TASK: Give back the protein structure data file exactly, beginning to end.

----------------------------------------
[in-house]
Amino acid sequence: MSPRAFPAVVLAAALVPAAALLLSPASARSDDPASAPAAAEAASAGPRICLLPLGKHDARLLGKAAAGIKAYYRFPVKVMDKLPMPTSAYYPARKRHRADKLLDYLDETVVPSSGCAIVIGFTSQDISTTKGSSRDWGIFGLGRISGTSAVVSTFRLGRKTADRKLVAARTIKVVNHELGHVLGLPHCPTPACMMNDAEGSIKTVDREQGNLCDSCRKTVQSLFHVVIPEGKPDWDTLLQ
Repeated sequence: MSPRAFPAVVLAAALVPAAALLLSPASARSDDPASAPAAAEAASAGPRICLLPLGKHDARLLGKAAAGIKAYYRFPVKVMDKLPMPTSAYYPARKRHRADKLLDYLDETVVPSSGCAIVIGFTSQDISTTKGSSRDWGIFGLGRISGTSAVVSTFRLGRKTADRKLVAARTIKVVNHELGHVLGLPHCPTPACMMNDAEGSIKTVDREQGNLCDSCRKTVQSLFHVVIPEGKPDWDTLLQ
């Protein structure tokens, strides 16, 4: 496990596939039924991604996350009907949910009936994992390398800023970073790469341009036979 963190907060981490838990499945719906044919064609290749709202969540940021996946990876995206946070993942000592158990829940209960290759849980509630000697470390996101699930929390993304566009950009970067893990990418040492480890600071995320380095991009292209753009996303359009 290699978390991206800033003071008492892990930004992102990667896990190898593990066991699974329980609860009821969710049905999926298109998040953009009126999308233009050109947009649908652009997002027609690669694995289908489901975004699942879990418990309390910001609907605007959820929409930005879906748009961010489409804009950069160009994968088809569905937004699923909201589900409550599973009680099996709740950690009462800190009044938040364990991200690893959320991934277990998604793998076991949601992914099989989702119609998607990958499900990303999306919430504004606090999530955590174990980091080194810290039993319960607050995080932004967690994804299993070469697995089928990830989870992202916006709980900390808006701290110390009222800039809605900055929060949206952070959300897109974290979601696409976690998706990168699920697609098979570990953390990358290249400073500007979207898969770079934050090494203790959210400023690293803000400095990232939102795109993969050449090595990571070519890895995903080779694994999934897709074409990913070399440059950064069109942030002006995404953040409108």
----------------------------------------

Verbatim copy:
[in-house]
Amino acid sequence: MSPRAFPAVVLAAALVPAAALLLSPASARSDDPASAPAAAEAASAGPRICLLPLGKHDARLLGKAAAGIKAYYRFPVKVMDKLPMPTSAYYPARKRHRADKLLDYLDETVVPSSGCAIVIGFTSQDISTTKGSSRDWGIFGLGRISGTSAVVSTFRLGRKTADRKLVAARTIKVVNHELGHVLGLPHCPTPACMMNDAEGSIKTVDREQGNLCDSCRKTVQSLFHVVIPEGKPDWDTLLQ
Repeated sequence: MSPRAFPAVVLAAALVPAAALLLSPASARSDDPASAPAAAEAASAGPRICLLPLGKHDARLLGKAAAGIKAYYRFPVKVMDKLPMPTSAYYPARKRHRADKLLDYLDETVVPSSGCAIVIGFTSQDISTTKGSSRDWGIFGLGRISGTSAVVSTFRLGRKTADRKLVAARTIKVVNHELGHVLGLPHCPTPACMMNDAEGSIKTVDREQGNLCDSCRKTVQSLFHVVIPEGKPDWDTLLQ
């Protein structure tokens, strides 16, 4: 496990596939039924991604996350009907949910009936994992390398800023970073790469341009036979 963190907060981490838990499945719906044919064609290749709202969540940021996946990876995206946070993942000592158990829940209960290759849980509630000697470390996101699930929390993304566009950009970067893990990418040492480890600071995320380095991009292209753009996303359009 290699978390991206800033003071008492892990930004992102990667896990190898593990066991699974329980609860009821969710049905999926298109998040953009009126999308233009050109947009649908652009997002027609690669694995289908489901975004699942879990418990309390910001609907605007959820929409930005879906748009961010489409804009950069160009994968088809569905937004699923909201589900409550599973009680099996709740950690009462800190009044938040364990991200690893959320991934277990998604793998076991949601992914099989989702119609998607990958499900990303999306919430504004606090999530955590174990980091080194810290039993319960607050995080932004967690994804299993070469697995089928990830989870992202916006709980900390808006701290110390009222800039809605900055929060949206952070959300897109974290979601696409976690998706990168699920697609098979570990953390990358290249400073500007979207898969770079934050090494203790959210400023690293803000400095990232939102795109993969050449090595990571070519890895995903080779694994999934897709074409990913070399440059950064069109942030002006995404953040409108």